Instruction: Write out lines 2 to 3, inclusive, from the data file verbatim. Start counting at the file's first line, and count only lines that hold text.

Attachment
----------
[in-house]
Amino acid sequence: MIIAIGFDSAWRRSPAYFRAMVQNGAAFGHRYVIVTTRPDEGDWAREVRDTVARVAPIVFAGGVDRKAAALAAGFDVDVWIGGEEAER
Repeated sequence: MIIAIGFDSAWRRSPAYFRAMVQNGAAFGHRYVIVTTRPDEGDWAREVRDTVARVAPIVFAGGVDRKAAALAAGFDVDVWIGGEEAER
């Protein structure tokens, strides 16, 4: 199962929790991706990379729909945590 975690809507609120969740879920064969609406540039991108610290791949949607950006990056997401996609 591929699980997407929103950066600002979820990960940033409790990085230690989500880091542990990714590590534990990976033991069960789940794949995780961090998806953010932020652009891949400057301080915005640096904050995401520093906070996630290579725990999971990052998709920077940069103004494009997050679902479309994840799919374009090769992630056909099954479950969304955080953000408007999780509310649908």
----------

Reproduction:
Amino acid sequence: MIIAIGFDSAWRRSPAYFRAMVQNGAAFGHRYVIVTTRPDEGDWAREVRDTVARVAPIVFAGGVDRKAAALAAGFDVDVWIGGEEAER
Repeated sequence: MIIAIGFDSAWRRSPAYFRAMVQNGAAFGHRYVIVTTRPDEGDWAREVRDTVARVAPIVFAGGVDRKAAALAAGFDVDVWIGGEEAER